One of the problems with significant signs is that when that is the focus—and not obedience and laboring to achieve what the Lord would have done—when the focus is upon signs, and we boast about ‘em, you attract sign-seekers, including the adulterers who lust after such things and run from sign-giver to sign-giver. Christ constantly told those to whom He performed some miraculous work, See that you tell no man, and they would go out, and they would brag about it, and they would shout about it—and then the net result of that was that a lot of followers were attracted who were not attracted to the work. A lot of people were excited to hear some new titillating thing, but they weren’t willing to roll up their sleeves and sacrifice. They were not willing to sell all that they had, give to the poor, and come, follow him, as he asked the rich, young man on the road that he was traveling toward Jerusalem, even though, had the rich, young man done that, we would probably all be talking about him today in a name and not in a category. He relegated himself to merely a category because he was unwilling to step out of that category, have his name known to God and to us by the sacrifice that he made in order to follow the Lord. 

The fact is, that however appealing you may believe the things of God to be from what you read in scripture, when you begin to live them, you realize every single one of them lived under a strain—a burden. Those words of Moses in early Exodus help illustrate it. Nephi’s lamentation about all the trouble that they had (and all the suffering that they did and what they had to endure) was so significant that he can’t even explain all the troubles that they passed through. Joseph Smith’s life was filled with compromise by his friends; treachery by those that should have stood by him; betrayal; loss after loss; economic circumstance that brought about trouble after trouble; advisers that told him if he would do this, that they would do that, who then failed to keep their obligation to him.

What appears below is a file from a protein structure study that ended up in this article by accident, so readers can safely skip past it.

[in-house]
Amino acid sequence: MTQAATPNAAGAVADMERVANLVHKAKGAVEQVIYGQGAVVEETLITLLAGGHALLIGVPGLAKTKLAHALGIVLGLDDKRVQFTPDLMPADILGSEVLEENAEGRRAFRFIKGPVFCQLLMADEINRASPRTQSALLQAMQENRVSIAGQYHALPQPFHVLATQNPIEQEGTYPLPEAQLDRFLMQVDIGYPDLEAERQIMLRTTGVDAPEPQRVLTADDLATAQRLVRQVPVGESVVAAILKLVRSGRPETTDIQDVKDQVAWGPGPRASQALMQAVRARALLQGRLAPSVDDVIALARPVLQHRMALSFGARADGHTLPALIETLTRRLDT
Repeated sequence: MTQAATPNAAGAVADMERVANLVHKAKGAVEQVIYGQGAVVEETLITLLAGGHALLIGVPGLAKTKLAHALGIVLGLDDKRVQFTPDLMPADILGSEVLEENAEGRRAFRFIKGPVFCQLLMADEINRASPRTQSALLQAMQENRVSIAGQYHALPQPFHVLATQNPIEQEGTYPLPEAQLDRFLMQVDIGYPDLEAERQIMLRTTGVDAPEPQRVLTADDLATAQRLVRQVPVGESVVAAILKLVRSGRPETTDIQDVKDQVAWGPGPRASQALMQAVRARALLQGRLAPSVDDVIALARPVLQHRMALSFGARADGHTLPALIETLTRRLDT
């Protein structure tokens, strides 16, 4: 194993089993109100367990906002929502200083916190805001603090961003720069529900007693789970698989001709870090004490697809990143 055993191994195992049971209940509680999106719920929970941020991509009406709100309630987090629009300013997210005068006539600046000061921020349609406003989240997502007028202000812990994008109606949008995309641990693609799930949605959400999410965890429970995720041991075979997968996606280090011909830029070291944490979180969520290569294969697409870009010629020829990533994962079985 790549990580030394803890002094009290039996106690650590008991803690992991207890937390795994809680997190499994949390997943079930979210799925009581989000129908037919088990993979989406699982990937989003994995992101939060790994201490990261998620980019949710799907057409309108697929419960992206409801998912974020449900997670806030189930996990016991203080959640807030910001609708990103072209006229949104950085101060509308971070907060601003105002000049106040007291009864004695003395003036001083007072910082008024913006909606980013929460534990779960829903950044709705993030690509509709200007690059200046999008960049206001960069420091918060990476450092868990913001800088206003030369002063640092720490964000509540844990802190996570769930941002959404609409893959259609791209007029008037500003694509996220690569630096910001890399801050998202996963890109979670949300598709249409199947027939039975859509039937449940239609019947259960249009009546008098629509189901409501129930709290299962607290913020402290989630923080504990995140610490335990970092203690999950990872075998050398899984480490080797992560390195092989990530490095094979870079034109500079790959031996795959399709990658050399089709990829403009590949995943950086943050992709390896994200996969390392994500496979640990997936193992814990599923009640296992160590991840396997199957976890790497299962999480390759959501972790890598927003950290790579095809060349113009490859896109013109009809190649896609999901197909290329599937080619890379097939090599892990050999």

So, there are signs. They do exist. I have witnessed many of them, but I find no value in talking about or appealing to the minds and hearts of those to whom signs are appealing. I would rather keep them and ponder them in my own heart to try to understand—and then to arrive at the point where it is possible, using the scriptures, to teach the truths, just as Nephi (who would not reveal what he’d encountered in a heavenly vision) used Isaiah, in order to testify of the things that had been revealed to him. That’s a good pattern. And so, I speak very little about some of the most important things, but I take them into account as I try to teach things that will bring us all to the labor of keeping the covenants of the Father.

[QUESTION:] Okay, so now I’m just gonna do something entertaining that reaches far and wide, and you can do with this as you see fit. Okay, who were the three wisemen who visited Jesus after He was born? Where did they come from?

[ANSWER:] Probably Magna. [Audience laughter.] I say that—I hope no one’s from Magna!—I say that because I use Magna in a lot of my personal humor. I don’t know—if I do this, someone’s gonna be sorely offended. But Magna’s a small town; it’s a mining town. And it’s suffered a lot because of mine tailings. And so, you know, there’s kind of a perception that if you live in Magna, you’re probably gonna have buck-teeth and three legs because your genetic makeup has been altered by the chemicals from the mine out there (that is now bigger than the mountain that it’s been carved in). 

So, I will occasionally use Magna in a self-deprecating way. Someone pays you a compliment, and you say, “Well, that’s the rough equivalent of being the homecoming queen at Magna.” [Audience laughter.] And I really, I mean, I’m saying this stuff, while I’m apologizing for saying it, but I have a perverse sense of humor in that way—and Magna suffers a lot, at my expense. 

So, the three wisemen…